OLD NEW WAVE
Just before going to print with this issue, I was extremely surprised by a press release with claims that profoundly contradicted my perception of the state of affairs in in-car entertainment and, more specifically, music consumption.
With the IoT (Internet of Things) penetrating just about every technical and consumer aspect of our lives, it was surprising to find that, according to a GfK Australian Share of Audio study, the good ole’ radio is still, by a very large margin, the preferred entertainment choice in the car. Yes, the claim is that 80 percent of our music listening in the car is to broadcast radio (presumably including DAB+) while way down in use at 12 percent is our own collection of rips, CDs, downloads, etc.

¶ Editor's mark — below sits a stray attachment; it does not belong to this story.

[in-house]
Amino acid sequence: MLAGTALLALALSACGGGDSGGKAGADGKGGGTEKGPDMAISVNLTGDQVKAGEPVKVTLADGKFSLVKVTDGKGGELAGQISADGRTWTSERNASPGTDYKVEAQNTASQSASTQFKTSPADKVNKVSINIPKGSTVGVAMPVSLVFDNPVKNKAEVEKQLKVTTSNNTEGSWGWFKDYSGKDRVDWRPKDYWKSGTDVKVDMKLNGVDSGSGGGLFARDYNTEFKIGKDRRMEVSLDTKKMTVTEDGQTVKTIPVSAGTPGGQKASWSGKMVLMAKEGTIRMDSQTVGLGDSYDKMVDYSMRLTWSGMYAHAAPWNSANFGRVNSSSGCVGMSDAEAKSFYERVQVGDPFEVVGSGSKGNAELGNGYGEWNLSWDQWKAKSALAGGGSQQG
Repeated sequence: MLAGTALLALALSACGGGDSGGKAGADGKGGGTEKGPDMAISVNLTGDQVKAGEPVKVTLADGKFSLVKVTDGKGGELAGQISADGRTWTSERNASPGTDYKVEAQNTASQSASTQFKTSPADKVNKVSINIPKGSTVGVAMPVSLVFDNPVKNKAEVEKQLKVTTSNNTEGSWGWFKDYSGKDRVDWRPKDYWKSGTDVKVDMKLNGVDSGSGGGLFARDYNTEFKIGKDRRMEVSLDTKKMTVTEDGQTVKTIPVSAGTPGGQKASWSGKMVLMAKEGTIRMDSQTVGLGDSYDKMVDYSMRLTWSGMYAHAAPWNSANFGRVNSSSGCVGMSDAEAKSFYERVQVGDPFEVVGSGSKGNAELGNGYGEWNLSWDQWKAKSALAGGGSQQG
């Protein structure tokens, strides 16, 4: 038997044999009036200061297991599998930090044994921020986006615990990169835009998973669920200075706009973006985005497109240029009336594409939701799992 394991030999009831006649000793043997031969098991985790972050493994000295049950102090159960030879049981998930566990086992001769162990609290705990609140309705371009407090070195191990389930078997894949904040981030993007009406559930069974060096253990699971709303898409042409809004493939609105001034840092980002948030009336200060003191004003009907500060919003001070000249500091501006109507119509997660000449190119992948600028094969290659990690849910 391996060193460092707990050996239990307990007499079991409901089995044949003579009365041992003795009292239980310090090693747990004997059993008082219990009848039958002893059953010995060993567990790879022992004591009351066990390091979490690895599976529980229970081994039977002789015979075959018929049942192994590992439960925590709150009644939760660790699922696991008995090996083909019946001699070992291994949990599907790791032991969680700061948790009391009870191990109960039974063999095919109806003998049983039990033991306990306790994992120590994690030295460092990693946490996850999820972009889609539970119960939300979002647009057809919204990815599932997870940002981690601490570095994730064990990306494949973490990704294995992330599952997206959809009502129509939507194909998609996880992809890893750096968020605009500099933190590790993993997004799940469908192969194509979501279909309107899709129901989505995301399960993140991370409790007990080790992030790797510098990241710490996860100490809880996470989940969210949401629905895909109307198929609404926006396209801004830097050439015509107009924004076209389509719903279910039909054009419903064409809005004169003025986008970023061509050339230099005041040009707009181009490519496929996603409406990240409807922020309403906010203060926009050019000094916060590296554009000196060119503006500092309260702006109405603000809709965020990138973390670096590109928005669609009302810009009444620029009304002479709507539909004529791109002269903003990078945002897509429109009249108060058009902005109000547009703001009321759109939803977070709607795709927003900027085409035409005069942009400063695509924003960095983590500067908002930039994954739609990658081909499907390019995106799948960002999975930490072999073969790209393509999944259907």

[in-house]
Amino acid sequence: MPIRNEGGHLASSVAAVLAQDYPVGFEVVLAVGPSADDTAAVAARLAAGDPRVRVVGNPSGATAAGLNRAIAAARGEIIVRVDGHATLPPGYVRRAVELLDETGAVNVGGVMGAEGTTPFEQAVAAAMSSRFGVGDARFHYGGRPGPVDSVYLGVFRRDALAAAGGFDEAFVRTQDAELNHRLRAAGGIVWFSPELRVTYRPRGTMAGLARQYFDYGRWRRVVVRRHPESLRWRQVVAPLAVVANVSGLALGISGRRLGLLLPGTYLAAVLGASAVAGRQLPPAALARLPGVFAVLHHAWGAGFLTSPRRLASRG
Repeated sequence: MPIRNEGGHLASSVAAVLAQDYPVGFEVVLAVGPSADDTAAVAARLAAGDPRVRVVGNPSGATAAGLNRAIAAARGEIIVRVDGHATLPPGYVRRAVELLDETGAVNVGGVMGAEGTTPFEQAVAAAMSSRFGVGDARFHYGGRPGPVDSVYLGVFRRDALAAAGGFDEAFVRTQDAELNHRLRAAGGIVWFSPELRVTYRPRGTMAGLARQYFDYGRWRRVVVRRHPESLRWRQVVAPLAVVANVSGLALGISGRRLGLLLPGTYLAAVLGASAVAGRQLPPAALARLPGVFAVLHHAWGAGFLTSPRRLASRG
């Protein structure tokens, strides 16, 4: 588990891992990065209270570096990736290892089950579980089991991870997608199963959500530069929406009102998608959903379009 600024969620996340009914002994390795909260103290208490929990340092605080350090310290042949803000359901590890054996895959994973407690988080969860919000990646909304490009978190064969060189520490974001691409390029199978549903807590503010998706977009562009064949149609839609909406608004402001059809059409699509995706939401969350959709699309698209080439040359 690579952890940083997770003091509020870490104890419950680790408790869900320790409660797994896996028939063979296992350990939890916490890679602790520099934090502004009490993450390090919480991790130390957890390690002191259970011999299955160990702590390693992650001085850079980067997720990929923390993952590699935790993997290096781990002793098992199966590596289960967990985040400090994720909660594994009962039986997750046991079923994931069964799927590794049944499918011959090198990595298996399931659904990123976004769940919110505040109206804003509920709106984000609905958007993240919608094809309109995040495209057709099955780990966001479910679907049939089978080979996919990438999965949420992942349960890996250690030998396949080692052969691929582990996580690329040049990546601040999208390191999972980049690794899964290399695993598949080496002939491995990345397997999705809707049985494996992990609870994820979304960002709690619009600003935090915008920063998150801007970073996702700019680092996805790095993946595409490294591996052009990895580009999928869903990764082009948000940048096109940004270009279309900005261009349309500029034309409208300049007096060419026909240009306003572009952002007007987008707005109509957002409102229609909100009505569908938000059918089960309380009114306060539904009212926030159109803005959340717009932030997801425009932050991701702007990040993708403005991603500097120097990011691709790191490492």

Despite the streaming capabilities of most head units – whether in-built or via mating to your smart device – online streaming services such as Pandora, Spotify and others accounts for only a meagre three percent of in-car use.
The study examined entertainment habits including where and how Australians consume all forms of audio, taking into account in-car radio, streaming, online music video and podcast spaces. What to make of this and what does it mean? Well, it’s hard to know what to make of this other than to offer a view that despite technology advancements and new avenues for music delivery we tend to hang on to familiar things and conservatively move forward. That is in stark contrast to what is normally Australians’ early adoption of all things new tech when it comes to hardware.
Perhaps once mobile plans become more data-generous and cost effective the pendulum will swing back to online services and this is where traditional radio broadcasters will need to have their fingers on the pulse.
But make no mistake, things will most surely change and, move forward, we indeed will.